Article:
Interesting things to learn about

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mwLucky (@mwlucky)    1 year, 7 months ago

What are some things that you find interesting reading/learning about?

For me i’ve started to really get into physics etc.
Post suggestions :)

Suggestions:
Nikola Tesla
Issac Newton ( such a brilliant mind!)
Einstein

2 votes, posted 12.13.2012 at 4:02 am
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Graschi (@graschi)1 year, 7 months ago ago

@mwlucky, Philosophy and Persian Litterature, East Asian-Philosophers and Greece Philosophers.

Sa’di, Omar Khayyam, Ferdows, Khwaja and Jami.
Sun Tzu, Lao-Tzu and Confucius.
Euclid, Homer, Socrates, Plato, Augustus and Aristotle.

Do any have other suggestions (philosophers, thinkers)?

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cbacasmalls (@cbacasmalls)1 year, 7 months ago ago

Exploring into the realm Nothingness is one of my absolute favorite things to learn about or discuss but some other philosophers I enjoy learning about are Thomas Merton “Conjectures of a Guilty Bystander”, Alan Watts and his discussions as a whole, and Nietzsche and his idea of the super-human.

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Achyut ram (@achyutram)1 year, 7 months ago ago

Finally a fellow lover of physics!
I found schrodinger’s cat a very interesting and mind boggling experiment.Try to read Stephen hawking’s book or if you just want the summary,
Visit:http://www.livescience.com/8869-8-shocking-learned-stephen-hawking-book.html

and a very interesting physics channel on youtube: http://www.youtube.com/user/minutephysics?feature=watch

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Ray (@nowscreamlouder)1 year, 7 months ago ago

Most things in the Quantum world of physics are just amazing. Things like quantum tunneling, wave particle duality, and many other things are just awesome.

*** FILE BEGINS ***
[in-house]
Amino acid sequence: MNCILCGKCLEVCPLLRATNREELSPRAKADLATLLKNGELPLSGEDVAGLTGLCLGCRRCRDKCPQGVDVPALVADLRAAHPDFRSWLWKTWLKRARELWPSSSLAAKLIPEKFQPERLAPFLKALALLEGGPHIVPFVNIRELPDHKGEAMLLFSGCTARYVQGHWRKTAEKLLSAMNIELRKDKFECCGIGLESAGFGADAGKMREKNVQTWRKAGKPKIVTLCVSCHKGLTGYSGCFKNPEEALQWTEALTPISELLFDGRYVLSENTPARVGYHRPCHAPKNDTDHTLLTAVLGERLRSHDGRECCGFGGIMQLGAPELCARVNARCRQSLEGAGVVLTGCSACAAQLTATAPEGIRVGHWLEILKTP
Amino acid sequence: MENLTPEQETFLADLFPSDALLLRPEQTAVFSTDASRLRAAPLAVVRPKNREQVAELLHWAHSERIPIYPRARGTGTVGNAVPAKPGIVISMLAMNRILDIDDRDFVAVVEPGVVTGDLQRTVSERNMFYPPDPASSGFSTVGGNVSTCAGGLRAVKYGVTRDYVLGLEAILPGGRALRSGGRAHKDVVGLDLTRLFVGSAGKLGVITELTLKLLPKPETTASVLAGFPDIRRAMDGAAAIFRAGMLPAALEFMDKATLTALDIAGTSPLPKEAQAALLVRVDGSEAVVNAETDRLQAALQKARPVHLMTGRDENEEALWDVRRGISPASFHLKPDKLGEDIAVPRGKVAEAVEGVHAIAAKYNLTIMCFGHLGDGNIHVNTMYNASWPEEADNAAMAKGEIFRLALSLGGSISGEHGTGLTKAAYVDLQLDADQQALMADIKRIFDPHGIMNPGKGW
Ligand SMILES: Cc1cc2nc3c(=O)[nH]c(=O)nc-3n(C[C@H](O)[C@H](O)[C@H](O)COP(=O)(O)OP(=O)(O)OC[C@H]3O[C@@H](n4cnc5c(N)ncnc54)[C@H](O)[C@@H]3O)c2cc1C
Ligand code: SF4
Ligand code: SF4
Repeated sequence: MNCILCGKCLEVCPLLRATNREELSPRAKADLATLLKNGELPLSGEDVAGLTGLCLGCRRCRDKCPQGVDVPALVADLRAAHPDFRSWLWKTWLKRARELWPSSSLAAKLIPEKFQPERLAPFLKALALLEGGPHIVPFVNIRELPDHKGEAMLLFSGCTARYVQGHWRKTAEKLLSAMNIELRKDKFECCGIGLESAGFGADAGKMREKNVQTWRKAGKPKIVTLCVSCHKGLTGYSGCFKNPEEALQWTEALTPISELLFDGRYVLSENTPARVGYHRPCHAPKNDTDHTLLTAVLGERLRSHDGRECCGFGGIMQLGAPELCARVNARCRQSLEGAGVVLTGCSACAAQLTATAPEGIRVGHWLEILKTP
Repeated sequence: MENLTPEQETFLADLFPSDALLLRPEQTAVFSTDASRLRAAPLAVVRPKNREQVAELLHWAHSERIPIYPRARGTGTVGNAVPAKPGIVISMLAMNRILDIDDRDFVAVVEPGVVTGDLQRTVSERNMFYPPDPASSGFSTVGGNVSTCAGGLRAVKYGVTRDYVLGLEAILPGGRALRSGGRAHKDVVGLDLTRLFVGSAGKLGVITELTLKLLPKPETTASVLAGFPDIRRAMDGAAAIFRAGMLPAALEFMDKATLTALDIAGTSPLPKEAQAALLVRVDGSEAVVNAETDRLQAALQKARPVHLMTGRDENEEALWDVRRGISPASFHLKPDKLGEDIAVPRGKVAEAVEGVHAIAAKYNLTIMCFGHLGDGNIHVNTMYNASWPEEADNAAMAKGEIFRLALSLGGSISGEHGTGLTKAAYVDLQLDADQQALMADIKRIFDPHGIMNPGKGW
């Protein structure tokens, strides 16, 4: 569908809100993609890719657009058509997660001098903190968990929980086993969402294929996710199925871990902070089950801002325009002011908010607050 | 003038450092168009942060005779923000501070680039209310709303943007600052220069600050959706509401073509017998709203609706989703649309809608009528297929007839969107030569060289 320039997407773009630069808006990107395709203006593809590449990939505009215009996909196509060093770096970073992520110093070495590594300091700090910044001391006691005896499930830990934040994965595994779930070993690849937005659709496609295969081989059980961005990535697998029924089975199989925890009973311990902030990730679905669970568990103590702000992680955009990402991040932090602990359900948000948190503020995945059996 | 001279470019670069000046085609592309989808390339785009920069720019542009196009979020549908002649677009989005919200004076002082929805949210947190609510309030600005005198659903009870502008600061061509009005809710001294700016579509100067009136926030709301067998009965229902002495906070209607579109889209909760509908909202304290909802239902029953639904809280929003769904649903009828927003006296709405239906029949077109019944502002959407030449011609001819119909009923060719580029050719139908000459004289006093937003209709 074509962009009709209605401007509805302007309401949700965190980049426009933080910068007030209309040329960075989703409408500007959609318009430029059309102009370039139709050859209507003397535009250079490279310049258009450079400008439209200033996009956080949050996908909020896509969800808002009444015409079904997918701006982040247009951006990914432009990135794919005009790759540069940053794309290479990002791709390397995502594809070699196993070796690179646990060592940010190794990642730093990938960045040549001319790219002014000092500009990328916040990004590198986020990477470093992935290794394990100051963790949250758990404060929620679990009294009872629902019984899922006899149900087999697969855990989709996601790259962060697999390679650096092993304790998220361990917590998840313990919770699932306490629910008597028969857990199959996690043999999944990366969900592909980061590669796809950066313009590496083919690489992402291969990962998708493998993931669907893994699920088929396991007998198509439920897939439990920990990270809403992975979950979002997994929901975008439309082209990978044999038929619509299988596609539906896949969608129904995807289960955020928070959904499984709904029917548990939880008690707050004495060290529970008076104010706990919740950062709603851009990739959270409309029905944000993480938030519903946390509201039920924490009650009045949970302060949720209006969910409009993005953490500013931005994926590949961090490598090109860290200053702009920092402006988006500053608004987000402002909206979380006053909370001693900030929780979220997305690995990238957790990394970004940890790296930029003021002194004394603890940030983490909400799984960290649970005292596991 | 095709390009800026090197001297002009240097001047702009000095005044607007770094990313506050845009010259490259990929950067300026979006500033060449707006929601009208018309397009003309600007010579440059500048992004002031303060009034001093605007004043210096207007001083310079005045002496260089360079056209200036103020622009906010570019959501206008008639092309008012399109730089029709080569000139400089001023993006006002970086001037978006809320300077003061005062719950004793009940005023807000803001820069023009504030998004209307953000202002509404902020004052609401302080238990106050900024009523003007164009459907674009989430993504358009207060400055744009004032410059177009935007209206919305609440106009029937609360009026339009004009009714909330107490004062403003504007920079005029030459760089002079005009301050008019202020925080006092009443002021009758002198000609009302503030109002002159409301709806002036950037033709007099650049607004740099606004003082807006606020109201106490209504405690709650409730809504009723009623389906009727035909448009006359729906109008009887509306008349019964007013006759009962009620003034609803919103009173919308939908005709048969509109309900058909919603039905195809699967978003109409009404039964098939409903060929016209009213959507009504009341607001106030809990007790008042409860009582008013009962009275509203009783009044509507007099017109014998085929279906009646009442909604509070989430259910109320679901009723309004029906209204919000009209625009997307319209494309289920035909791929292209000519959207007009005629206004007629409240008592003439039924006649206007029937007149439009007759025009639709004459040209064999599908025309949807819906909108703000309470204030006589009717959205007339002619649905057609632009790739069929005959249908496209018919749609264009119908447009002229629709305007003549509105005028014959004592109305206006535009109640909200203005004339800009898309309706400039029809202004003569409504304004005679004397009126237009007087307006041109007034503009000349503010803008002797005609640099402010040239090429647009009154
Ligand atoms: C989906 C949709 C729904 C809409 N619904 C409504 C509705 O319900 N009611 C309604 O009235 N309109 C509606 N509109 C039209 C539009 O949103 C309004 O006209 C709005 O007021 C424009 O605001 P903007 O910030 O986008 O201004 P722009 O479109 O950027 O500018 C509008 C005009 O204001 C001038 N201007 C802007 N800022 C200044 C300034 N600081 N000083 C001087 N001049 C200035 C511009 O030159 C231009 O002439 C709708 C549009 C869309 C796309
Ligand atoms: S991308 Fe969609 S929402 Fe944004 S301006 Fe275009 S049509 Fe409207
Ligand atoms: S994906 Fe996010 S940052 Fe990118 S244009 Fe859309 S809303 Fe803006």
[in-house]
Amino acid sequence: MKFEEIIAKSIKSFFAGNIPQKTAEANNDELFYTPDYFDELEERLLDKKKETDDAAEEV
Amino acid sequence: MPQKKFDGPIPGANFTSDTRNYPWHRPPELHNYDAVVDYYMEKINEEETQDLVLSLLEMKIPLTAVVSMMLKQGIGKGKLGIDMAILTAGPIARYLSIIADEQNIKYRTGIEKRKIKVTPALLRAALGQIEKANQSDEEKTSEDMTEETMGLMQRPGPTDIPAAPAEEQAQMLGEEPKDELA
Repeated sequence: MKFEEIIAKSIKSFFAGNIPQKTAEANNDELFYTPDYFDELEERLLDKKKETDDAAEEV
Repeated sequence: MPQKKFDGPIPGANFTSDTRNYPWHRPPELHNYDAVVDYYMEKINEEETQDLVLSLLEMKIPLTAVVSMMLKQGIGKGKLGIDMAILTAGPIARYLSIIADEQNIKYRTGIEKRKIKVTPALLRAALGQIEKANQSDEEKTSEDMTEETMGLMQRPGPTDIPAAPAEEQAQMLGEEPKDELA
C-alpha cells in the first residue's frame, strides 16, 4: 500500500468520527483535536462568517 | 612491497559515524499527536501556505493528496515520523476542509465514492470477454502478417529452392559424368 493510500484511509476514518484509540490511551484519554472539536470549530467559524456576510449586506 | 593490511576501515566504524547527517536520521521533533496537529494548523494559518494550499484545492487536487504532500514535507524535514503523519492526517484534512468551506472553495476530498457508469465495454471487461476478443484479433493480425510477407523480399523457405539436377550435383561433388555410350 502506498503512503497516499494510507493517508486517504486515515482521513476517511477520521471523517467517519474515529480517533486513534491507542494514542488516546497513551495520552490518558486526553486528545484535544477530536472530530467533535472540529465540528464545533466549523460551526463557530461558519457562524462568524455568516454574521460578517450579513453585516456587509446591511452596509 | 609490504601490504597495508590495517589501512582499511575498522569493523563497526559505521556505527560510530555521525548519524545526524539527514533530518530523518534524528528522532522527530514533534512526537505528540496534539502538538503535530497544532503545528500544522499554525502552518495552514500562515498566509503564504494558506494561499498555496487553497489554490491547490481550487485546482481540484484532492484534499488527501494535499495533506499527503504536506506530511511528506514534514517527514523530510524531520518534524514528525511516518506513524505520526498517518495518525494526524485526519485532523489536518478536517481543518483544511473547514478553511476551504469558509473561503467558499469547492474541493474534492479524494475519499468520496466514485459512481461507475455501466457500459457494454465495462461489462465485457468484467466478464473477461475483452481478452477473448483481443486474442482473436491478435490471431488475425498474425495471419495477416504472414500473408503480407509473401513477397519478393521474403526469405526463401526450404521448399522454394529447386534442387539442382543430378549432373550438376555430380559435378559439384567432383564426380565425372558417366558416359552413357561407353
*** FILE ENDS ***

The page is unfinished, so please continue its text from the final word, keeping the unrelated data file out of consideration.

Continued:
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kirkwilly (@kirkwilly)1 year, 7 months ago ago

Every now and then when I dunk my brain in the world of Astro physics, a man titled dr.Neil Tyson makes it really simple to understand. True genius can breakdown complex structure for simple minds like mine.

Philosophers my favorites is a long list but recently I found aldous huxley and classic Alexander Poe

Stuff actually worth looking into is illusions, Stuff your brain fails to understand. And sacred geometry! It a slow learning for me but cool none the less:)

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Anonymous (@)1 year, 7 months ago ago

@mwlucky, what kind of background in math do you have? People can go on and on about what concepts they learned about from some watered-down source, but quantum mechanics really demands a certain level of mathematical understanding.

As for your question:

• Differential geometry
• Plant perception
• Kalama sutta

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Anonymous (@)1 year, 7 months ago ago

@graschi, Omg Newton was such a crazy fuck.

@dalniente, Plant perception? Like my work? Signal perception -> transduction -> reaction?